Brian Haynes is Professor of Clinical Epidemiology and Medicine, and Chief of the Health Information Research Unit at McMaster University. He is on the active medical staff of Hamilton Health Sciences, Hamilton Ontario, where he specializes in diabetes care. His main research interests are in improving health and health care through enhancing the validation, distillation, dissemination and application of health care knowledge. He is one of the originators of evidence-based medicine and is founding editor of ACP Journal Club, Evidence-Based Medicine, and EvidenceUpdates.
- Health Information Resource Unit - HIRU
KT+ provides access to the current evidence on "T2" knowledge translation* (i.e., research addressing the knowledge to practice gap), including published original articles and systematic reviews on health care quality improvement, continuing professional education, computerized clinical decision support, health services research and patient adherence. Its purpose is to inform those working in the knowledge translation area of current research as it is published.
John N. Lavis, MD PhD, is the Director of the McMaster Health Forum, Canada Research Chair in Knowledge Transfer and Exchange, a Professor (in both the Department of Clinical Epidemiology and Biostatistics and the Department of Political Science), and a Member of the Centre for Health Economics and Policy Analysis at McMaster University. His principal research interests include knowledge transfer and exchange in public policymaking environments and the politics of health systems. He directs the Program in Policy Decision-Making, a research program affiliated with McMaster’s Centre for Health Economics and Policy Analysis, and he wrote the report that underpins the chapter on "linking research to action" in the World Report on Knowledge for Better Health. He teaches an undergraduate course on the politics of health systems for the Bachelor of Health Sciences (Honours) programme at McMaster, a simulations course in the same programme, and a doctoral seminar for the PhD in Health Policy programme. He teaches a week-long module on ‘Promoting the use of research-based evidence in healthcare organizations’ for Canada’s Executive Training for Research Application (EXTRA) program and runs one-day and two-day workshops on using research evidence for governments and international agencies. He is President of the Pan American Health Organization (PAHO) Advisory Committee on Health Research and a member of the World Health Organization (WHO) Advisory Committee on Health Research. He is Co-Editor of the Policy Briefs series co-published by the European Observatory on Health Systems and Policies and the WHO-sponsored Health Evidence Network. He is a member of the Alliance for Health Policy and Systems Research (AHSPR) Scientific and Technical Advisory Committee, the Cochrane Collaboration’s Effective Practice and Organization of Care (EPOC) Review Group, and the WHO-sponsored Evidence-Informed Policy Network (EVIPNet) Resource Group. John holds an MD from Queen’s University, an MSc from the London School of Economics, and a PhD from Harvard University.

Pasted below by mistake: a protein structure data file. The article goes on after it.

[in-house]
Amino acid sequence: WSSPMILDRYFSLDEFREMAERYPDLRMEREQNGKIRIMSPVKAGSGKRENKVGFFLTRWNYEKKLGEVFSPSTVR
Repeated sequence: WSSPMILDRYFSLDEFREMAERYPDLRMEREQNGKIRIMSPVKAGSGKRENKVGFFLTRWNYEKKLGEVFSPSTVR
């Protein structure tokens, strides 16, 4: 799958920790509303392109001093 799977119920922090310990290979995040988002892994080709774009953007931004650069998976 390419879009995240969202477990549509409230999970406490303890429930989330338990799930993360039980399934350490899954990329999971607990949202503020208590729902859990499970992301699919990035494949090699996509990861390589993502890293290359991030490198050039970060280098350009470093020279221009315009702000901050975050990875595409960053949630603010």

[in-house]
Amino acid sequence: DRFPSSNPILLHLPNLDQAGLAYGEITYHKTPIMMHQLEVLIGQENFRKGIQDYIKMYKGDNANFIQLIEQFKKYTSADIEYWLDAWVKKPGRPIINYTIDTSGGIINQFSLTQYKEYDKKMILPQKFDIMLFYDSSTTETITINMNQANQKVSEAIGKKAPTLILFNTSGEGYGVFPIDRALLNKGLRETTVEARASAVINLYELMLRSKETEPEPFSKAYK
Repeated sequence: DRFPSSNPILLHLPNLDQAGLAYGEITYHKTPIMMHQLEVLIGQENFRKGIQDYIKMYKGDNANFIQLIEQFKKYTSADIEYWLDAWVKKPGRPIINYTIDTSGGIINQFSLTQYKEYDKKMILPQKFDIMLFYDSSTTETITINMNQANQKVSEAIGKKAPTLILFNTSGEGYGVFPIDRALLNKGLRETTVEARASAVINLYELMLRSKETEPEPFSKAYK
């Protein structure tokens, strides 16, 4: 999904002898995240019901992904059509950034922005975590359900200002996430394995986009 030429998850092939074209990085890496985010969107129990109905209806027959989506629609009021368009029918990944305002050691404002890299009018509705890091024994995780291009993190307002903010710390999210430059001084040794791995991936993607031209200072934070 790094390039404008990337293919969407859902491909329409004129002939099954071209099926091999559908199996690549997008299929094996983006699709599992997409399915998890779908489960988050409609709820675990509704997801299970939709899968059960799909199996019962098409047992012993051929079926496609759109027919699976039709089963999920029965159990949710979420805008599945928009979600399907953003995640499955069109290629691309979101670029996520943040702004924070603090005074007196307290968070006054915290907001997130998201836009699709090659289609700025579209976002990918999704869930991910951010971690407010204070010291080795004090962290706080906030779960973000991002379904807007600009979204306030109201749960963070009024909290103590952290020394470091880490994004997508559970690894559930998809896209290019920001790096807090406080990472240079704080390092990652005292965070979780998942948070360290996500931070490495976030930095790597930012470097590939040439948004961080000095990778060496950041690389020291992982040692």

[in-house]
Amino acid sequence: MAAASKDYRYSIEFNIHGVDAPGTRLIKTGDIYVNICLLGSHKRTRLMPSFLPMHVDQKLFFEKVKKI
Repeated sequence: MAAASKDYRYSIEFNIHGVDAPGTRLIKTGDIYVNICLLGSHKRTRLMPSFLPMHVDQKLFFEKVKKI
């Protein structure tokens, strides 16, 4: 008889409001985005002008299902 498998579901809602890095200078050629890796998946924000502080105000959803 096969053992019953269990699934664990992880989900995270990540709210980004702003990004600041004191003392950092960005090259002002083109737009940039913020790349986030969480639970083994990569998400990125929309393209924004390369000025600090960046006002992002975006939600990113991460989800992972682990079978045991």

- McMaster Health Forum
Health Systems Evidence
Health Systems Evidence is a continuously updated repository of syntheses of research evidence about governance, financial and delivery arrangements within health systems, and about implementation strategies that can support change in health systems.
Dr. Norm Archer is a Professor Emeritus in the DeGroote School of Business, McMaster University, Canada, and is a Special Advisor to the McMaster eBusiness Research Centre. He was a key individual in the development of a M.Sc. eHealth program to meet the high demand for graduates with backgrounds in business, health, and computer science. This is a multidisciplinary collaboration between the DeGroote School of Business, the Faculty of Health Sciences, and the Faculty of Engineering at McMaster. Norm and his graduate students and colleagues are intensively involved in studies of the adoption and use of electronic health records in Canada, including issues of interoperability, electronic medical record system adoption by physicians, and the impact of personal health record systems on health self management by consumers. During his career, he has published over 100 refereed journal articles and conference papers.